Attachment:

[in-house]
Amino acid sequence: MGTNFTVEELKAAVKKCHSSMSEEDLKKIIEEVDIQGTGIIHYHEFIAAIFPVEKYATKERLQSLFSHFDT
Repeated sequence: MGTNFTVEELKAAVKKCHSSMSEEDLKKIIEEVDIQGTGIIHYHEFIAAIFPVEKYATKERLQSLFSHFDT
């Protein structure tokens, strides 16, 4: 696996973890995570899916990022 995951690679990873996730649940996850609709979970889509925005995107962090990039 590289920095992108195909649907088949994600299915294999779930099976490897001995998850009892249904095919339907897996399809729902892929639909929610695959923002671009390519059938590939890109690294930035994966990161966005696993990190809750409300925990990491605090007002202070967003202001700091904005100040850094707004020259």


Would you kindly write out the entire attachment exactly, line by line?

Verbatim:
[in-house]
Amino acid sequence: MGTNFTVEELKAAVKKCHSSMSEEDLKKIIEEVDIQGTGIIHYHEFIAAIFPVEKYATKERLQSLFSHFDT
Repeated sequence: MGTNFTVEELKAAVKKCHSSMSEEDLKKIIEEVDIQGTGIIHYHEFIAAIFPVEKYATKERLQSLFSHFDT
């Protein structure tokens, strides 16, 4: 696996973890995570899916990022 995951690679990873996730649940996850609709979970889509925005995107962090990039 590289920095992108195909649907088949994600299915294999779930099976490897001995998850009892249904095919339907897996399809729902892929639909929610695959923002671009390519059938590939890109690294930035994966990161966005696993990190809750409300925990990491605090007002202070967003202001700091904005100040850094707004020259």